St. Peter Baptizing the Centurion Cornelius, Francesco Trevisani (1656-1746)
Fr. Smith’s Commentary on the Second Reading
Sixth Sunday of Easter
1 John 4:7-10
May 9, 2021
One of the most beloved verses in Scripture is John 3:16:
For God so loved the world(Jn 3:16)
that he gave his only Son,
so that everyone who believes in him
might not perish
but might have eternal life
It is very beautiful and moving but somewhat vague.
The lines that follow can be easily misinterpreted as meaning that we be saved, receive eternal life, by mentally acknowledging the mission and divinity of Jesus.
For God did not send his Son into the world(Jn 3:17–18)
to condemn the world, but
that the world might be saved through him.
Whoever believes in him
will not be condemned, but
whoever does not believe
has already been condemned,
because he has not believed
in the name of the only Son of God
Some readers of John the Evangelist, the author of the Gospel, would have interpreted this passage in this way. (Please see the commentary for April 17, 2021 for an explanation of the different people to whom we apply the name John.) Love is important in every time and place, but the word has many different meanings. A twentieth century theologian wrote that love has run through our times like a greased pig. Love always makes itself felt but the meaning is hard to grasp onto. Most people would define love as a feeling and often merely being polite and “nice.”
There is no universal definition of love for Gentiles in the time of the early church. Yet most would define it as something to do with two people forming a union for mutual betterment. It was most clearly seen when two noble and good people gave the best of themselves to each other. It would rarely have been directed to God at all for as the Greek philosopher Protagoras wrote “man was the measure of all things.”
As with so much else in his Gospel, John the Evangelist took his understanding of love from the experience of the Jewish people for whom “God is the measure of all things.” When they looked at their history, they saw that God was very involved in it and they called that participation “love.” Love was not deduced but experienced and indeed experienced as a people.
John the Presbyter (elder) wrote this letter to correct some of the misconceptions developed by later Christians. Many if not most of these occurred because these new Christians were unfamiliar with Judaism.
The first is that love comes from God. It is “not that we have loved God, but that he loved us.” (1 John 4:10) This means not only that God has loved us first but that we must gain our understanding of the meaning of love from him. Any idea of love which is not based on the experience of God is, at very least, inadequate.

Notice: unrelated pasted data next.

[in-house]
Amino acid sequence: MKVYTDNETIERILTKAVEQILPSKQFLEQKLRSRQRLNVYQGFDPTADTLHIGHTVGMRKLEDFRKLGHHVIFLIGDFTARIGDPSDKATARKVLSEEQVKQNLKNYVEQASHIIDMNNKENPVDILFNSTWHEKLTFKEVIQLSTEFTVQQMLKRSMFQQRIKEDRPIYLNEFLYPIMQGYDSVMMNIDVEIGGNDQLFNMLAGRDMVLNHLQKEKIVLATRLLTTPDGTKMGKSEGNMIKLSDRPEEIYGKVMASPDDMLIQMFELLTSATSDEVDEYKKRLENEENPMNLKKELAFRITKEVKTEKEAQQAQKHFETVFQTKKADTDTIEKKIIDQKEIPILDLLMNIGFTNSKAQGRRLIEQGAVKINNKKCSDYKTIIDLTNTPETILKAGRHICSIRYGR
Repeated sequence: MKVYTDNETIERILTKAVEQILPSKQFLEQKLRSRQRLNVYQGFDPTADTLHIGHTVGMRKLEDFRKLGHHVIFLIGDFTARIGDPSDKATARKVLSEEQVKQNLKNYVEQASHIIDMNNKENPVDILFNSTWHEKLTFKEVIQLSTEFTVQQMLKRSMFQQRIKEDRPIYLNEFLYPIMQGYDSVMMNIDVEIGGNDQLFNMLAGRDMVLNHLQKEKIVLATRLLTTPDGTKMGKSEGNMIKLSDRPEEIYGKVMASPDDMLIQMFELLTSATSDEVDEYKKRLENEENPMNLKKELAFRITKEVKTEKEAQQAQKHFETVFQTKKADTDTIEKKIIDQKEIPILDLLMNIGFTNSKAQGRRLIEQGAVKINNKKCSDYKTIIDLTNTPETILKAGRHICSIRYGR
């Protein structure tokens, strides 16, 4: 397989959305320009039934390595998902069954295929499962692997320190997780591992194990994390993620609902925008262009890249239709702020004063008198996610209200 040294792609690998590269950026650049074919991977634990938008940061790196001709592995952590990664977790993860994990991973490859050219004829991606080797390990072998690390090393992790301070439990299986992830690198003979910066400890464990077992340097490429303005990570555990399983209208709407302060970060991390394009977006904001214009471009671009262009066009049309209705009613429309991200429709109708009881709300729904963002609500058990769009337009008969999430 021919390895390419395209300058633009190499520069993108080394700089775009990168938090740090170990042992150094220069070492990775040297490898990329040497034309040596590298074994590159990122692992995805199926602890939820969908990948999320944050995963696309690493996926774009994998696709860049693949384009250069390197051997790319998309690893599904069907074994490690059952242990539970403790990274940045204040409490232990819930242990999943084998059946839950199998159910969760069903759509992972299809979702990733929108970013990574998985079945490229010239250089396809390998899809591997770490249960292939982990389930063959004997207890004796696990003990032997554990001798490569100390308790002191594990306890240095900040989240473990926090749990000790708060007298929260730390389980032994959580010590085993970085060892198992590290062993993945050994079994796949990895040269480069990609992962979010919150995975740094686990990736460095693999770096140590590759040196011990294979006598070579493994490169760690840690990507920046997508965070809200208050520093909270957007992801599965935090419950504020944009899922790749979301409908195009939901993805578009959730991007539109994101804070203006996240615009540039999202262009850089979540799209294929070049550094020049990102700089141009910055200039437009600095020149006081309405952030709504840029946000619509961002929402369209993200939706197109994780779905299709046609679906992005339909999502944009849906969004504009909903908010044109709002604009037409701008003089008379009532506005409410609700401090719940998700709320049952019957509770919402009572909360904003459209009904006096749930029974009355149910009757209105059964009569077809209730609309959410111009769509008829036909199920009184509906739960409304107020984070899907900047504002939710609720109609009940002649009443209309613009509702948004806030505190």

Jesus, the word of God, is the clearest expression of God.
In this way the love of God was revealed to us:(1 Jn 4:9)
God sent his only Son into the world
so that we might have life through him.
It is in the life of Jesus that we experience the love of God at its clearest.
As we have seen time and again in this letter, this love is revealed at its fullest in the death and resurrection of Jesus. It is the self-sacrifice of the Good Shepherd which both shows us how deep the love of God is but also allows us to participate in it and receive this new life.
We are explicitly told that the Father “sent his Son as expiation for our sins.” (1 Jn 4:10
As noted previously, the word we translate as “expiation” is used nowhere else in the New Testament than 1 John. The Presbyter gives his readers a lesson in Judaism. He says that Jesus is “expiation for our sins.” The Greek word hiasmos would have been understood as “He is the atoning sacrifice for our sins.” Even people born pagans would have understood that a sacrifice was a physical event which formed a relationship with God. The presbyter then reminds them that the Jews understood this relationship to require living in a certain way.
Next week’s reading will direct our attention to the practical living out of this way of life. This week we need to look rather as to the meaning of “knowing” God. John the Presbyter again must show his Gentile readers that “knowing” and “believing” were experiential. We know God, not merely things or teachings about him, by experiencing him most importantly in Jesus. When we love each other with a love that, however dimly, reflects the love that Jesus has for us we show that we know God. This love reveals that we are truly begotten by God, that is we are his children. No matter what else we do or say or can be said about us if we are not loving like Jesus, we do not know God and are not begotten by him.
John knows how important love is because it is only in the practical experience of loving each other that we “know” God. The love that reveals God is one in which the person sacrifices him or herself for the good of others. As we have seen knowing the scriptures is important indeed essential to putting and keeping us on the right track but that is just the first step. All the talk about love, all the study about love is nothing if there is not the experience of love, the experience of God that connects us with others.
It is often said that love is “divine” and it is indeed wonderful. Both John the Evangelist and John the Presbyter remind us that for Christians calling love divine in not an analogy but a statement of fact. Love that understands itself purely humanly may be noble and good but will not explain reality and ultimately and occasionally tragically will fall short. This divine love is extended to all, but Christians have the great gift of knowing from whom it comes and should act accordingly. By loving as Jesus, Christians will show that we have the answers to all the problems of life to a world that is discovering that it has the answers to none.